ERTH 406 Field Studies in Tectonics & Paleontology (CRN 41542) 4 credits Instructors: Ray Weldon and Dave Blackwell. Graded for UO Earth Science majors; P/NP optional for all other students. $800 course fee and usual tuition and UO fees.
This course will take students to participate in active research in the Crooked River Basin that includes rocks of classic Tertiary John Day Basin stratigraphy, interbedded with Columbia River Basalt (CRBs) and a wide variety of late Tertiary to Quaternary ash-flow tuffs, rhyolite to basalt flows, and fluvial to lacustrine deposits. The course will include a brief introductory mapping project to familiarize students with the area, different map products, and diverse rock types and two 1-day field trips for everyone.
For 10 days students will split into stratigraphy/sedmemtology/paleotology (A) and mapping (B) groups, according to their interests. Section (A) will be taught by Dana Reuter with contributions by Samantha Hopkins and Dave Blackwell, and will focus on the fossiliferous Oligocene and Miocene deposits of the John Day and Mascall Formations and their relationship to the CRBs between them. Students will learn how to measure and describe a detailed stratigraphic section with a Jacob’s Staff and Abney Level, how to sample for paleomagnetic stratigraphy, how to survey vertebrate fossil resources and how to locate everything with GPS and a wide variety of map products. We will also learn how to collect fossils in the field, from surface collecting and screen-washing to jacketing large specimens. We’ll relate our finds to the field mapping going on at the same time, integrating paleontology with regional mapping and stratigraphy to develop a picture of the geologic history of this complex area.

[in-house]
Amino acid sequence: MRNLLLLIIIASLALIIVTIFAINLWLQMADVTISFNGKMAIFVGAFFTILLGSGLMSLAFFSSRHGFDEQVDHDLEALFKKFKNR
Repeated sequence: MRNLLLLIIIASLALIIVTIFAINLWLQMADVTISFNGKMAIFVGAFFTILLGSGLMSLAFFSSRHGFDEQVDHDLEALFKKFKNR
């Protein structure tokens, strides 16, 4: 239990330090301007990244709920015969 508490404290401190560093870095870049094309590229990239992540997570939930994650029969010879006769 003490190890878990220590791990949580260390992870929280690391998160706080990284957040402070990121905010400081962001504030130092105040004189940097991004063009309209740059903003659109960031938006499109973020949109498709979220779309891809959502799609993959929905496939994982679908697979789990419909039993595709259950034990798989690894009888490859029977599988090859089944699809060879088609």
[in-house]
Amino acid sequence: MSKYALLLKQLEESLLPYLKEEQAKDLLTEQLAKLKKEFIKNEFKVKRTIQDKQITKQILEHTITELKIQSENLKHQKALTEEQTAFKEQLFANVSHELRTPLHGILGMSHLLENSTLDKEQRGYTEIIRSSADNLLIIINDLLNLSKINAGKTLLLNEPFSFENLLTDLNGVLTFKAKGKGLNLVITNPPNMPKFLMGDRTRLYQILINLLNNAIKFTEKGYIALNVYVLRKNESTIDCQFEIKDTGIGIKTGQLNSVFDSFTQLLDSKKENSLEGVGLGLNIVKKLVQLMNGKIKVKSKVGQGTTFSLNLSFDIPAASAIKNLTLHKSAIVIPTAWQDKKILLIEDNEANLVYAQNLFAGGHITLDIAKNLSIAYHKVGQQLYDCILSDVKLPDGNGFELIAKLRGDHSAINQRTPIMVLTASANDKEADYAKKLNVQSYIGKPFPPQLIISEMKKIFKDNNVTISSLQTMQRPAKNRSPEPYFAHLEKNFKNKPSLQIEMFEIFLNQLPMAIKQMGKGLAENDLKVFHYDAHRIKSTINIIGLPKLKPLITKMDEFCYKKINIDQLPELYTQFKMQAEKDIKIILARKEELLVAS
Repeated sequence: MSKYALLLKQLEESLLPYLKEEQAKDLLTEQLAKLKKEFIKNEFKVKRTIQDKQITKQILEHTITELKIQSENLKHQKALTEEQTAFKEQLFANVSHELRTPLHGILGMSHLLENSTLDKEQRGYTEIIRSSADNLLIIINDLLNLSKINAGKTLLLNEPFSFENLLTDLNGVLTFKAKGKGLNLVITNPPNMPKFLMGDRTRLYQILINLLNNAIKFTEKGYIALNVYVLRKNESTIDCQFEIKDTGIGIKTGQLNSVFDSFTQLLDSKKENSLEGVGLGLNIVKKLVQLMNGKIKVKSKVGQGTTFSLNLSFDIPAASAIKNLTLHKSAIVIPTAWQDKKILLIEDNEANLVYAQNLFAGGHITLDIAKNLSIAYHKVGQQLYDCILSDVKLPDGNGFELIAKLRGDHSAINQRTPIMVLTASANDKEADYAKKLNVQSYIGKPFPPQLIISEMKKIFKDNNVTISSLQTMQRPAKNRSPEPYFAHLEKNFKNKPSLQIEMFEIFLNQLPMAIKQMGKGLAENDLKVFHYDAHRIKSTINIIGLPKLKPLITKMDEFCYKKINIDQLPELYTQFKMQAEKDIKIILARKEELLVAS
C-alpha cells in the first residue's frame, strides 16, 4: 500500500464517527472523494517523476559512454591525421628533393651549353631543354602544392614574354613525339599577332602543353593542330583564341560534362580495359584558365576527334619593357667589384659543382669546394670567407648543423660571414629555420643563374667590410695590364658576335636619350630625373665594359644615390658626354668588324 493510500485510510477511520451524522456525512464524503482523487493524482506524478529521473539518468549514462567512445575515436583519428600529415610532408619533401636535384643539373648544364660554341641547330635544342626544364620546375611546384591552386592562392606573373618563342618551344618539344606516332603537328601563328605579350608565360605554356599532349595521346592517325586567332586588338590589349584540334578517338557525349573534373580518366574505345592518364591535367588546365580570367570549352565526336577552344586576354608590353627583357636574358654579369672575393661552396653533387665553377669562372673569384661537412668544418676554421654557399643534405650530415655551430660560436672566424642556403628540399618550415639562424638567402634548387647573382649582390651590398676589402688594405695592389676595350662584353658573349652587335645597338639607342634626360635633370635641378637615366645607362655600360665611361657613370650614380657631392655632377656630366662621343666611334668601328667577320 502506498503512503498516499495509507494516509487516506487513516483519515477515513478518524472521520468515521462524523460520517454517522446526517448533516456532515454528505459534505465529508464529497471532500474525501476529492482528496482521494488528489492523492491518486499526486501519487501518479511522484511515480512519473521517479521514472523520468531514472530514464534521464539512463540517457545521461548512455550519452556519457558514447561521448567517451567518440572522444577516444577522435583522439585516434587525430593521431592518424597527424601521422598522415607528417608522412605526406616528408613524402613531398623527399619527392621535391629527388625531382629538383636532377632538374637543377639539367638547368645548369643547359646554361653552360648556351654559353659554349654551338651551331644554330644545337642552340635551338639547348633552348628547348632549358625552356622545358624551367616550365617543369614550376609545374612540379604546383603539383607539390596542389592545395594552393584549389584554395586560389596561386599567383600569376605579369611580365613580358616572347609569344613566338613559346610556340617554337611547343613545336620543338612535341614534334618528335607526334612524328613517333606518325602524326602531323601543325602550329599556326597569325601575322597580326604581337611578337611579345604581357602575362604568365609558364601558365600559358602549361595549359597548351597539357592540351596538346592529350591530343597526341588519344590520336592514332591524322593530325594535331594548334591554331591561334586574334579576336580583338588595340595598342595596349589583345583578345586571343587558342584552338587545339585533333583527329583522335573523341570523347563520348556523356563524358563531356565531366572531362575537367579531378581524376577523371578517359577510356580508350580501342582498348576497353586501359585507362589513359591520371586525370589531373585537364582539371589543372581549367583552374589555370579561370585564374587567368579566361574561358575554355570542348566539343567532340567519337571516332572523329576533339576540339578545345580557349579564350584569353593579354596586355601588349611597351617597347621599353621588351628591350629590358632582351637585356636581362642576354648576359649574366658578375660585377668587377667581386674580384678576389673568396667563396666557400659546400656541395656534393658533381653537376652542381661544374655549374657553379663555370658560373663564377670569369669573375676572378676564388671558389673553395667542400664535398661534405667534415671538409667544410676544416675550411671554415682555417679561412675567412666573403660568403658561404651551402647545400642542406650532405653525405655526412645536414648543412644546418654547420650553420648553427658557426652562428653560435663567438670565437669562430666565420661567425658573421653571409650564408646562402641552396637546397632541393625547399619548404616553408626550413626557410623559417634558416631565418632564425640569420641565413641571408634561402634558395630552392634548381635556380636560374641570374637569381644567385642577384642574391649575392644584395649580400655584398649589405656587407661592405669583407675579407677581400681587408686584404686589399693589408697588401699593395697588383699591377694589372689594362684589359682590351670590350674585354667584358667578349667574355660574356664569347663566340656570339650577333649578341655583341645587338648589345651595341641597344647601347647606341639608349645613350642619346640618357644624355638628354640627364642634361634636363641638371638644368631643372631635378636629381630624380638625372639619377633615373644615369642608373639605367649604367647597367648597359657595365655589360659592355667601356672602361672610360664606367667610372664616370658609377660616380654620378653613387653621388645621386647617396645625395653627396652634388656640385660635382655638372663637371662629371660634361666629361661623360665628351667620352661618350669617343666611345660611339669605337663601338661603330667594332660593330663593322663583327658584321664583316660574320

The mapping group (B) will be taught by Ray Weldon with help from David Blackwell and will conduct reconnaissance-style mapping to document the distribution of the diverse units and their structural deformation. Mapping will mainly be 1:10,000 scale on USGS geopdfs, air photos, GE imagery and LiDAR products, and will focus on characterizing two periods of rapid deformation, one largely associated with folding that accompanied arrival of the CRBs and the other that is generating faults that are active today. Students will work in 3-person covering individually assigned, previously unmapped, areas of Tertiary to Quaternary units and structures. Group B will turn in maps, notebooks, cross sections and a brief report, and will locate and provide context for fossils that group (A) will collect.